As I recall you get 4 options in the menu but none will disable the element.

    Walta

    1. mechnut | | #4

      Walter,
      Thanks so much foryour input.
      I guess if I try and get stone cold water we will know the elements should not be disconnected.
      Regards

  3. Jon_R | | #5

    If this water heater enforces a minimum temp, disabling it is likely to cause compressor damage.

    Any heating of hard water will cause some deposits. Would be interesting to see more about the effect of calcium deposits on efficiency (probably significant). It might be wise to plumb the system with valves such that an acid cleaning is easy to do.

    1. mechnut | | #9

      Jon R,
      This cleaning system is interesting. Is this a common add-on?
      Unless you are working on a patent on this idea I would like to know how you would make it.
      I know plumbing but I am not a pro. I did install my water heater though.
      Thanks very much.

      1. Jon_R | | #11

        Not common, but would have been convenient when I was cleaning mine out. Say a plumbed drain (vs using buckets), valves to disconnect from the house system and valve/connection to put non-toxic acid (Mag-Erad?) in.

  4. this_page_left_blank | | #6

    A good compromise might be to install a softener that feeds only the water heater. That way water you use for cooking and drinking is still untreated, and water you use for washing and bathing will only be about 1/2 or 2/3 treated.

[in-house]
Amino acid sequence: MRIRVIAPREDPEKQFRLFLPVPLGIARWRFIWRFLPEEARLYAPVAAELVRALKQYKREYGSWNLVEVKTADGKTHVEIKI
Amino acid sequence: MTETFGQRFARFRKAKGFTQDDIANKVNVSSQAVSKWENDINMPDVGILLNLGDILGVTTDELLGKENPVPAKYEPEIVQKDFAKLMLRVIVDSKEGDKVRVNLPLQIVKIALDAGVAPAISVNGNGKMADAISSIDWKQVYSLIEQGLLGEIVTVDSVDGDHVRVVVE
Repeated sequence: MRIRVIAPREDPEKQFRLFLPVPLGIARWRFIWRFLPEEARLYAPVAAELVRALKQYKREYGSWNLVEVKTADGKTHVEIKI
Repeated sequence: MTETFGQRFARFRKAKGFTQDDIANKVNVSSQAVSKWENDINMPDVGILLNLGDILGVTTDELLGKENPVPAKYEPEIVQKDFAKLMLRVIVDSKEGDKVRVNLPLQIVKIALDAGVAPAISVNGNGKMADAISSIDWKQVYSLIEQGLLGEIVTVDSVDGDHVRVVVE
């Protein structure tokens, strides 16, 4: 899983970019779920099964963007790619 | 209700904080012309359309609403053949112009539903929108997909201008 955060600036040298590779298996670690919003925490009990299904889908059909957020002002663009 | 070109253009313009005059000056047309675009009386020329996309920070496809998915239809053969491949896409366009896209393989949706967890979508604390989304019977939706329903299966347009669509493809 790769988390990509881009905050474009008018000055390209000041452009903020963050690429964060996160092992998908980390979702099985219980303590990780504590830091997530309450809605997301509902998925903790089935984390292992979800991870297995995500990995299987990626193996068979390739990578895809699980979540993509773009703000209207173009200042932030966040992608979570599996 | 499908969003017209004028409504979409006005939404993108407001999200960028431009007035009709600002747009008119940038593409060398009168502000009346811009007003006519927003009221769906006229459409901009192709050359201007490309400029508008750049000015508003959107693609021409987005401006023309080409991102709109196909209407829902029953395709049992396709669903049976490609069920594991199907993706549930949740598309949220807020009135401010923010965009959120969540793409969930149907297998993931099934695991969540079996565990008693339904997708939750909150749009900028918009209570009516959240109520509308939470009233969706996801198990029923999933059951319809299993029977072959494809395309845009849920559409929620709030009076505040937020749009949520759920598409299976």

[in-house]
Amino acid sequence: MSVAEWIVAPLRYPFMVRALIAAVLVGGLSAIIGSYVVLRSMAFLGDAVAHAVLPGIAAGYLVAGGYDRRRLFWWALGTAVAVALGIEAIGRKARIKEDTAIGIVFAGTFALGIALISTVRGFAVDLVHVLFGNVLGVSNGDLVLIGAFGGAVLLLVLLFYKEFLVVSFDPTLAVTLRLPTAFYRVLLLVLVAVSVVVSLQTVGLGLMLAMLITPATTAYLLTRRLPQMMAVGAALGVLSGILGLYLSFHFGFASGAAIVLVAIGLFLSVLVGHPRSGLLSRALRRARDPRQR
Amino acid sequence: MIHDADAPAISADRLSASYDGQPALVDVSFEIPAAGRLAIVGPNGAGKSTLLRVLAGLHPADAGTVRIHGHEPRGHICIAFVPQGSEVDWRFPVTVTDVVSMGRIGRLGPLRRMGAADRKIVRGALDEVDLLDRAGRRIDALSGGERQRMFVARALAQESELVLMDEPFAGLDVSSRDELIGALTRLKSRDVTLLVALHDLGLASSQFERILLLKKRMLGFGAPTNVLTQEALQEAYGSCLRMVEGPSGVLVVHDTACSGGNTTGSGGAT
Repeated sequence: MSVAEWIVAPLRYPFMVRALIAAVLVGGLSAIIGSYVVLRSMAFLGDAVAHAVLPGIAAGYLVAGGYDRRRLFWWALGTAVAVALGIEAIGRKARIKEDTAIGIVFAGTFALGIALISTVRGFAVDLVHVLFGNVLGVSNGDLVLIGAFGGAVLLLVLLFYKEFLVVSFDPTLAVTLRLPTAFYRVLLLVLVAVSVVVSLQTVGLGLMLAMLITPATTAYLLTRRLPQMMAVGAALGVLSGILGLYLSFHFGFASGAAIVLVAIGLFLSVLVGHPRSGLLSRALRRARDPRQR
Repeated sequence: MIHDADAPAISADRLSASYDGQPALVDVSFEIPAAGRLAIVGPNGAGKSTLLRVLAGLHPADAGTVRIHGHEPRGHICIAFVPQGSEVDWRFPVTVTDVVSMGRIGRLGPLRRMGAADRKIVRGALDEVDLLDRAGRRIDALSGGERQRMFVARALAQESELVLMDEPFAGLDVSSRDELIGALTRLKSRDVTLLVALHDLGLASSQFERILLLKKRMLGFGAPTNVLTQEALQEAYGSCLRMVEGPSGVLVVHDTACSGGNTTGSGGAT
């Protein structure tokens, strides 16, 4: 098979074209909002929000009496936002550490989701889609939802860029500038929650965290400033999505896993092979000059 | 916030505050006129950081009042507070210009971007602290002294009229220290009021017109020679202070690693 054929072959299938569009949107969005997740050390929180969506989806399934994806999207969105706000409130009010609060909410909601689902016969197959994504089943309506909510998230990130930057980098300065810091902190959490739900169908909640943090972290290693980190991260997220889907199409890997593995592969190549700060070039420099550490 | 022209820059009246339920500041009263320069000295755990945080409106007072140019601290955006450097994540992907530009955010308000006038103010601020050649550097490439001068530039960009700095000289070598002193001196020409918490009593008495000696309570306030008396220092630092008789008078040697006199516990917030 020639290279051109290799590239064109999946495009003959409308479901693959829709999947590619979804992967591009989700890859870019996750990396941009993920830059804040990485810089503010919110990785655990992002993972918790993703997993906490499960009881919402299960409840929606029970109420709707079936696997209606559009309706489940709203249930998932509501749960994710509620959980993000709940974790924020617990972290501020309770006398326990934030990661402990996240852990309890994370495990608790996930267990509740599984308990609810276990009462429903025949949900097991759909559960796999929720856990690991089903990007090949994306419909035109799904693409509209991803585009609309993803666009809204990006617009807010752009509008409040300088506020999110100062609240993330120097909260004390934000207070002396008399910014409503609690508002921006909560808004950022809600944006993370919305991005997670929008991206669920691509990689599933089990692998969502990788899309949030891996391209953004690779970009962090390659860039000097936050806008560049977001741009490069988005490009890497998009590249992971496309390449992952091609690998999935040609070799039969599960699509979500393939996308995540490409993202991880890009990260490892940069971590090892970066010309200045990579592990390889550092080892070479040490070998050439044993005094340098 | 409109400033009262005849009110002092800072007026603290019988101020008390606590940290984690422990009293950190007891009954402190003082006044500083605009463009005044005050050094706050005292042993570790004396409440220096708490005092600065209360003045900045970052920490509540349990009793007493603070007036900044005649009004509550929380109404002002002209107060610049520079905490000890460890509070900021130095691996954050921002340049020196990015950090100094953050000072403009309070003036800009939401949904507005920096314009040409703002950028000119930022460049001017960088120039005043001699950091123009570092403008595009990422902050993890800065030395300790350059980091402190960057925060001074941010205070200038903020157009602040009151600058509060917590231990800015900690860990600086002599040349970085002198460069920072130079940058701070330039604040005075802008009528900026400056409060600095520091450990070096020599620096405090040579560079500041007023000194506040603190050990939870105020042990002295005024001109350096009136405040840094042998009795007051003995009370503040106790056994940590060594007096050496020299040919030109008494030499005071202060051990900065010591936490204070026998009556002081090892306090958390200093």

1. Expert Member
      AKOS TOTH | | #7

      Be careful with water softeners and water heaters. These typically increase the conductivity of the water chewing through your anode rod. If you do install a water softener, check and replace the anode rod regularly before the tank starts corroding on you.

  5. mechnut | | #8

    Thank you all for the good replies.
    Lots of options and very wise comments.
    The last thing I need is a damaged compressor caused by my own fault.
    I like the idea of adding valves to clean the system per Jon R's message.

    Thank you again.
    mechnut

  6. walta100 | | #10

    I can see cleaning a tankless unit by pumping 2 gallons of vinegar thru it for 30 minutes. Do you real plan on filling a 40-80 gallon tank with vinegar ever year or so?

    Walt

    1. mechnut | | #12

      Walt,
      I don't think so. Not going to pour 50 gallons of vinegar in the tank!. Would the calcium form mostly at the bottom of the tank?